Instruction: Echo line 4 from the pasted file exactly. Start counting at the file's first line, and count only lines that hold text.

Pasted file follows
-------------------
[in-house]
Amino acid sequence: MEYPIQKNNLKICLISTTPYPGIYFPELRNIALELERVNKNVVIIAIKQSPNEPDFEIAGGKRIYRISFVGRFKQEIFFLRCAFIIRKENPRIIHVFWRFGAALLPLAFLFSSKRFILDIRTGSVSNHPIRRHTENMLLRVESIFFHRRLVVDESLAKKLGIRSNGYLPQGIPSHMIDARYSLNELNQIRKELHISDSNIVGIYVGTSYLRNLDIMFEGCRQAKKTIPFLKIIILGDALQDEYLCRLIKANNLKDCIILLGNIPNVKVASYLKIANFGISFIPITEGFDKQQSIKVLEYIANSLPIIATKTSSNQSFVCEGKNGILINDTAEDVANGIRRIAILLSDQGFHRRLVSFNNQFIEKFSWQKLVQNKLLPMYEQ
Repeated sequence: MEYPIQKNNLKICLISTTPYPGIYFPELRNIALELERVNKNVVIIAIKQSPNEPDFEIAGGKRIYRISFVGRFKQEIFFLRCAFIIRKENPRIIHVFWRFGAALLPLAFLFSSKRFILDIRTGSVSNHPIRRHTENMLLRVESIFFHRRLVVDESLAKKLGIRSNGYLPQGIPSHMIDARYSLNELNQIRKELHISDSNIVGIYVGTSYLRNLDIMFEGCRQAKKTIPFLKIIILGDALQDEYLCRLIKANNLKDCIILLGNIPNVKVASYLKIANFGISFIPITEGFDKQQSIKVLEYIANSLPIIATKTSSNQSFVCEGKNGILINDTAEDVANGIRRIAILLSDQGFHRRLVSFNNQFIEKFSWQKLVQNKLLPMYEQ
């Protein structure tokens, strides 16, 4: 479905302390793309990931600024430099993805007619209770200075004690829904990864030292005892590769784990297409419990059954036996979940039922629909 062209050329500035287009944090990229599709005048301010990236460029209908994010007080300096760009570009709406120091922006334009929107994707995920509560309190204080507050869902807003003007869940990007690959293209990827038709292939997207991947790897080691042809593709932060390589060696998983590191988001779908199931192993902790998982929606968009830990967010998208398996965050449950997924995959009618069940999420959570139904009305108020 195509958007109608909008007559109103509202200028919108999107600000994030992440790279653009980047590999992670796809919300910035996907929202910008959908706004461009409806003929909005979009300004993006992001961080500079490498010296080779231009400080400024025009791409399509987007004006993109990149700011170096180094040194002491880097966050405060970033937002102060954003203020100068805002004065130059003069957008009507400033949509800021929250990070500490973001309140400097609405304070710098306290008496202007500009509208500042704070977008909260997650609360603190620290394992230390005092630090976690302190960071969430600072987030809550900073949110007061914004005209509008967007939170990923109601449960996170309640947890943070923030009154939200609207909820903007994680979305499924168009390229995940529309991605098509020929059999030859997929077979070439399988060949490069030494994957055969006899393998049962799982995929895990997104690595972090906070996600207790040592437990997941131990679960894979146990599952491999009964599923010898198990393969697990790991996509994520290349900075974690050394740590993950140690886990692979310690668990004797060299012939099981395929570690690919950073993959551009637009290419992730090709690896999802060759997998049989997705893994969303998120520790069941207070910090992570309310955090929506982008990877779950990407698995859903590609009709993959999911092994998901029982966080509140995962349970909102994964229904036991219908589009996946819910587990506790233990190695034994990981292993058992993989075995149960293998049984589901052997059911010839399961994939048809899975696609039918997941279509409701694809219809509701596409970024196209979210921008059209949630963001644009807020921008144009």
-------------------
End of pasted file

């Protein structure tokens, strides 16, 4: 479905302390793309990931600024430099993805007619209770200075004690829904990864030292005892590769784990297409419990059954036996979940039922629909 062209050329500035287009944090990229599709005048301010990236460029209908994010007080300096760009570009709406120091922006334009929107994707995920509560309190204080507050869902807003003007869940990007690959293209990827038709292939997207991947790897080691042809593709932060390589060696998983590191988001779908199931192993902790998982929606968009830990967010998208398996965050449950997924995959009618069940999420959570139904009305108020 195509958007109608909008007559109103509202200028919108999107600000994030992440790279653009980047590999992670796809919300910035996907929202910008959908706004461009409806003929909005979009300004993006992001961080500079490498010296080779231009400080400024025009791409399509987007004006993109990149700011170096180094040194002491880097966050405060970033937002102060954003203020100068805002004065130059003069957008009507400033949509800021929250990070500490973001309140400097609405304070710098306290008496202007500009509208500042704070977008909260997650609360603190620290394992230390005092630090976690302190960071969430600072987030809550900073949110007061914004005209509008967007939170990923109601449960996170309640947890943070923030009154939200609207909820903007994680979305499924168009390229995940529309991605098509020929059999030859997929077979070439399988060949490069030494994957055969006899393998049962799982995929895990997104690595972090906070996600207790040592437990997941131990679960894979146990599952491999009964599923010898198990393969697990790991996509994520290349900075974690050394740590993950140690886990692979310690668990004797060299012939099981395929570690690919950073993959551009637009290419992730090709690896999802060759997998049989997705893994969303998120520790069941207070910090992570309310955090929506982008990877779950990407698995859903590609009709993959999911092994998901029982966080509140995962349970909102994964229904036991219908589009996946819910587990506790233990190695034994990981292993058992993989075995149960293998049984589901052997059911010839399961994939048809899975696609039918997941279509409701694809219809509701596409970024196209979210921008059209949630963001644009807020921008144009």